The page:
Another view inside the City’s Recreation Dept.:

Mayor Triolo (left) addressing the APA tour.

Then a short presentation followed about the history and architecture of The Cottages of Lake Worth.

And is it true, that “Lake Worth is the next Delray Beach?” No. That can never happen; click on this link to learn why.

Across the street from the Recreation Dept.,
a view of the Cultural Plaza.

Reminded the tour this City of Lake Worth was nearing 40,000 in municipal population and is a little part of a metropolitan area of 6 million plus. This City stands out vastly different than other coastal downtown areas in Palm Beach, Broward and Miami-Dade counties.

After the mayor’s talk I showed them a brief PowerPoint presentation concentrating on the area south of the Downtown with the most 25′ wide residential lots. Also reviewed the City’s historic preservation program, how long it has been in place and what was coming in the future. Erin Fitzhugh, a former Lake Worth Historic Resource Preservation Board (HRPB) member, joined the group at the beginning and was helpful filling in the blanks. Resident Tammy Pansa also joined the tour after we arrived at 501 Lake Avenue.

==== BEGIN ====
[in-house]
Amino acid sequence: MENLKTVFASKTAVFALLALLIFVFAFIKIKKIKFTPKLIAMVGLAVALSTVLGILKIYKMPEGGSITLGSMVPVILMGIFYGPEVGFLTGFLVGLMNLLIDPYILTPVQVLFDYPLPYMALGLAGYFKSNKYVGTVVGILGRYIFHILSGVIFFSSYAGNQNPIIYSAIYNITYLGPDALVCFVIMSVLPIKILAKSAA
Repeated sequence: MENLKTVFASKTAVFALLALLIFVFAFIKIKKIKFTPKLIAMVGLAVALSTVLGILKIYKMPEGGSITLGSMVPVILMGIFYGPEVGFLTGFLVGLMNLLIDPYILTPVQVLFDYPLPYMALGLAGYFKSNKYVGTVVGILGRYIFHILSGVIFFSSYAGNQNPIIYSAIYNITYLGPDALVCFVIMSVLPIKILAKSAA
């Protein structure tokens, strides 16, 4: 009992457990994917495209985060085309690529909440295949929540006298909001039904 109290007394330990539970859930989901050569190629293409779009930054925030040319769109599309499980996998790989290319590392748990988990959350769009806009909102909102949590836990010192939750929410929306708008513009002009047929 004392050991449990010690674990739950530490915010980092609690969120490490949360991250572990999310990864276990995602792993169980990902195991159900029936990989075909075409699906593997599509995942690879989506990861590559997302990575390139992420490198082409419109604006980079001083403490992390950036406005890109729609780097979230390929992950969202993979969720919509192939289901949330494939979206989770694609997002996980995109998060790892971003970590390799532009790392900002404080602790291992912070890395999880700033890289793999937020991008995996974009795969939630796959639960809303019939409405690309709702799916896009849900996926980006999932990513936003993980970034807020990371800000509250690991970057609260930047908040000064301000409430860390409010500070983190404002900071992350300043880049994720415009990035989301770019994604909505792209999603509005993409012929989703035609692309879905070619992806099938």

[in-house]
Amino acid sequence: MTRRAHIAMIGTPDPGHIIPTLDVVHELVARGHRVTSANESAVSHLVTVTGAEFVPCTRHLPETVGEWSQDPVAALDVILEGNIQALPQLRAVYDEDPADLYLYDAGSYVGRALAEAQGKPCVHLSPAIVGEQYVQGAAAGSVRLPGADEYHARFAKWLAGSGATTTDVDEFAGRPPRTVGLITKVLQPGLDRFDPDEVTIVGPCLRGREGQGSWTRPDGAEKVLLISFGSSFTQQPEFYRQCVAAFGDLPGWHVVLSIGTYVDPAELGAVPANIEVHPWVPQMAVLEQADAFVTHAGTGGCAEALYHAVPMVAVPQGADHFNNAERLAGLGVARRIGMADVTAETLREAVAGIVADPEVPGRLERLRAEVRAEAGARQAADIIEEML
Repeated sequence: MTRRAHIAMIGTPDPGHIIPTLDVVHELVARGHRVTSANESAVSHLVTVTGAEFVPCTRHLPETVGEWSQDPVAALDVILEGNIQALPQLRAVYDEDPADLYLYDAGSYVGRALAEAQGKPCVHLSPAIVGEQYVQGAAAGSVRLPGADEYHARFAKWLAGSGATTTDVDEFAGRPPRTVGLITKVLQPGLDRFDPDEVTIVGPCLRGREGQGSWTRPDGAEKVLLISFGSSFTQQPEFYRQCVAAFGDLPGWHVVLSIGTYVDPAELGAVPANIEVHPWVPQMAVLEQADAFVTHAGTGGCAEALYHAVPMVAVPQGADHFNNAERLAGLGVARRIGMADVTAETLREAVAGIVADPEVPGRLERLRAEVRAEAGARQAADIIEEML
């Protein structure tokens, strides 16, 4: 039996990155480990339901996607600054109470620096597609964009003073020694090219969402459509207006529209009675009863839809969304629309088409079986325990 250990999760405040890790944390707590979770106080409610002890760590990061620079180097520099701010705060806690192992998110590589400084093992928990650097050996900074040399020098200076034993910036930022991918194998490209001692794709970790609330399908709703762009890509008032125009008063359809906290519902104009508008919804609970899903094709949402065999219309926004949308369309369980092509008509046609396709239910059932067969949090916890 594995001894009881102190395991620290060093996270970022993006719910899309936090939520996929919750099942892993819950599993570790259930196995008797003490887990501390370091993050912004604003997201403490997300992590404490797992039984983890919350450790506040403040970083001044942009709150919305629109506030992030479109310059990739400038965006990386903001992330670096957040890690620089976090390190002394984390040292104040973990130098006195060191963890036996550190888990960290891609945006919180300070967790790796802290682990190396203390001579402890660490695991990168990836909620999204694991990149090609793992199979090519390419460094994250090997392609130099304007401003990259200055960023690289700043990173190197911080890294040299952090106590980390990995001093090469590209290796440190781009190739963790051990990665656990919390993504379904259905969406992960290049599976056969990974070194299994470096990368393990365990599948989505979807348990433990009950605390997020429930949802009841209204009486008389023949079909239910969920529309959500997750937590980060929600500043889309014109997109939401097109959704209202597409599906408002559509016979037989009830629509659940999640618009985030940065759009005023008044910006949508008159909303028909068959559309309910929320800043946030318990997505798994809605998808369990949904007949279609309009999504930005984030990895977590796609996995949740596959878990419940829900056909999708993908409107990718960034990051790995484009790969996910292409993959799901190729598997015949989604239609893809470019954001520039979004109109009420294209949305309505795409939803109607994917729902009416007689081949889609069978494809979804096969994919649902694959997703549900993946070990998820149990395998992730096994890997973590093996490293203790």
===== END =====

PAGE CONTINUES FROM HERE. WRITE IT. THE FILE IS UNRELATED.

A postcard. . .

Last May at the Lake Worth Historic Preservation Awards Ceremony Janice Snearer, Taylor Jones, Dean Sherwin, Roger Hendrix, Teresa Miller and the many others who contributed to promoting The Cottages of Lake Worth were honored.

A group photo:

At the Cultural Plaza the tour stopped for a photo in front of the mural on the west wall of the City Hall Annex. Then it was on to the City’s Historical Museum on the 2nd floor.

Inside the City’s Historical Museum: